Well, it seems like every time I sit down to write something longer than a poem for you folks, I’m writing about me at the Carnegie Center here in Lexington. I’m not a broken record, I promise. The things that are wrong with me are far worse than a scratched vinyl, but I won’t get into that here. But it’s all ok. As long as cool shit keeps happening when I walk through the doors of that place, I’ll keep going there. And if I keep going there, I’m going to keep writing about it.
Last time was of course the Kentucky Writers Hall of Fame induction for Hunter. It was crowded, hot, and there was free wine. This time, when I opened the door there wasn’t a rank wave of body heat to smack me in the face as I stepped in. There was actually a pleasant calmness about the place. The only people I saw as I turned the corner were a couple of the nice ladies who work there and Mr. Ron Whitehead himself. We shook hands and I apologized for walking through the doors not one minute before our scheduled appointment. Ron didn’t seem to mind. I was introduced to the workers and showed where Ron and I could set up.
I started to get a little nervous. This was happening….now. I’d planned for it, written shit down to say and do, thought about what not to (so at least it looked like I knew what I was doing). The truth is, I didn’t. Here I am, a guy that usually does the majority of my publicly viewed work from the safety of my desk at home and never have to actually say a word, but this time it’s different. Now I’m setting up cameras, determining where the best lighting is, doing sound checks, checking for renegade boogers in the bathroom mirror. You know, all of the important stuff people do before recorded interviews. I really didn’t want to mess anything up. This man just drove from Louisville to sit and talk with me for a bit, I didn’t want his efforts to go to waste.
When I finally got everything situated as I thought it should be, I got out my sheet of questions and was ready to begin. I had them all laid out, actually typed them up on my typewriter before I left that morning, was going to go down the line and ask one after the other. I’d figured that if I started out with GonzoFest 2015 I could ease my way into the other questions I had about days of GonzoFest past and future.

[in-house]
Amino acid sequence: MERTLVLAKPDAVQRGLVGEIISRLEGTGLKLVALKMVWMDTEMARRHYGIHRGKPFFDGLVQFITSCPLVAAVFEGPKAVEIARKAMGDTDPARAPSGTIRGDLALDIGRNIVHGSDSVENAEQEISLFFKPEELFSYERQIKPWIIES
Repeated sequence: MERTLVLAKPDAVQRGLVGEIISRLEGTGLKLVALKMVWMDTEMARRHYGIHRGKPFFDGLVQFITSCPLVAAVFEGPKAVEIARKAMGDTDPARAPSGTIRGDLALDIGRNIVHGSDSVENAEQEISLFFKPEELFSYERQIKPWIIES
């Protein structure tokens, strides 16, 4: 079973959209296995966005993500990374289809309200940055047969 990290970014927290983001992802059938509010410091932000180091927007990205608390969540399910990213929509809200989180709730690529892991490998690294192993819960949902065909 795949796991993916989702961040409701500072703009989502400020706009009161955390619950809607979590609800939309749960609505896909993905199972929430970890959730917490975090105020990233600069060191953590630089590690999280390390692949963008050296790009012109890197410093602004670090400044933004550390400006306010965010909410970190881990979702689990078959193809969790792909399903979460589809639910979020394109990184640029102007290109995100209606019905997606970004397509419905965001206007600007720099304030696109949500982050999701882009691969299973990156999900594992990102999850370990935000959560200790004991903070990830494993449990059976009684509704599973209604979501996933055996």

We introduced ourselves to the cameras (which I forgot to do at first and edited out later) and away we went. Quickly, my nervousness from before was gone. I soon realized that listening to Ron talk was very comfortable. He’s a very personable guy who, when he gets started, is never at a loss for words concerning topics that he’s passionate about. That I was grateful for. Ron started talking about the first time we met at the Carnegie Center, then about Hunter, then about Gonzofest, then Ralph Steadman, the bronze statue of Hunter to be built, then about Hunter and Johnny Depp calling him in the wee hours of the morning. It was incredible. It was as if Ron had called me the night before and asked me what questions I had prepared for him. All I had to do was sit back and let this man do his thing.
There was one question that I had left in the chamber, though. I asked him what he thought Hunter would say about the recognition he’s finally receiving from his home state of Kentucky. His answer, “About damn time!.”
I think we can all agree with that.
Photographs by Jinn; Creative Commons Attribution-NonCommercial-